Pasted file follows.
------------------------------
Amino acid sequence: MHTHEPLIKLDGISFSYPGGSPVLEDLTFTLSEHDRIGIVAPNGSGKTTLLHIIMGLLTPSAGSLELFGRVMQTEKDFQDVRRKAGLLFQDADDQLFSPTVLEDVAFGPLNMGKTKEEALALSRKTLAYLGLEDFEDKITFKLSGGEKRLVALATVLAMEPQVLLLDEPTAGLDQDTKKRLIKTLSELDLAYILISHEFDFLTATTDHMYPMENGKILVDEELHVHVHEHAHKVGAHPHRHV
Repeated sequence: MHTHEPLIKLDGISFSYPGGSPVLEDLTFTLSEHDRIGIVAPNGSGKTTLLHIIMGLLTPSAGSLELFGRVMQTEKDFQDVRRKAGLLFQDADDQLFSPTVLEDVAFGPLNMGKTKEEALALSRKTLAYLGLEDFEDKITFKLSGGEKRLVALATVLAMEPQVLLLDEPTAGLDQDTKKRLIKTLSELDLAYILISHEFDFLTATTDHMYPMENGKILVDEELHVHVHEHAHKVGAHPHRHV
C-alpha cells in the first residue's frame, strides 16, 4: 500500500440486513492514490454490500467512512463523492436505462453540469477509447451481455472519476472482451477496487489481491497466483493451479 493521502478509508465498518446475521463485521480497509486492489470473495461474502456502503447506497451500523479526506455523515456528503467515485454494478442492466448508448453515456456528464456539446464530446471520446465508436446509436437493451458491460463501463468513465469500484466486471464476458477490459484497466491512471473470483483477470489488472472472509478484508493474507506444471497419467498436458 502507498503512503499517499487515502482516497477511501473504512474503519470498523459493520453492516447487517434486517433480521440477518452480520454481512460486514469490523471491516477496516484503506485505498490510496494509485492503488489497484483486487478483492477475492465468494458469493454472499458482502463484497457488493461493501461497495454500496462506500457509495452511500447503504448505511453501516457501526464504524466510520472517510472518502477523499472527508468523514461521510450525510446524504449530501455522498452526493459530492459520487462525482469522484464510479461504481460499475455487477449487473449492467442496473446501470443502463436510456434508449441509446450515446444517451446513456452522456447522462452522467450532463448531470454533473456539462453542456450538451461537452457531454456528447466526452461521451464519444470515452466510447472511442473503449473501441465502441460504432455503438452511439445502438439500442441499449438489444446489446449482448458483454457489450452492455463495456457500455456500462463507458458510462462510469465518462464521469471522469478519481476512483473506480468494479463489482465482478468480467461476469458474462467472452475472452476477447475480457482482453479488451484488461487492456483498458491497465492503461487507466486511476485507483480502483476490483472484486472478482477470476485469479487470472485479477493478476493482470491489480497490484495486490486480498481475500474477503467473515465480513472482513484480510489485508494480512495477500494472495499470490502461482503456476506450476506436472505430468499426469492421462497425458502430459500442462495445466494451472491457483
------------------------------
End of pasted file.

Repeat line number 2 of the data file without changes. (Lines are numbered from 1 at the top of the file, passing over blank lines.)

Repeated sequence: MHTHEPLIKLDGISFSYPGGSPVLEDLTFTLSEHDRIGIVAPNGSGKTTLLHIIMGLLTPSAGSLELFGRVMQTEKDFQDVRRKAGLLFQDADDQLFSPTVLEDVAFGPLNMGKTKEEALALSRKTLAYLGLEDFEDKITFKLSGGEKRLVALATVLAMEPQVLLLDEPTAGLDQDTKKRLIKTLSELDLAYILISHEFDFLTATTDHMYPMENGKILVDEELHVHVHEHAHKVGAHPHRHV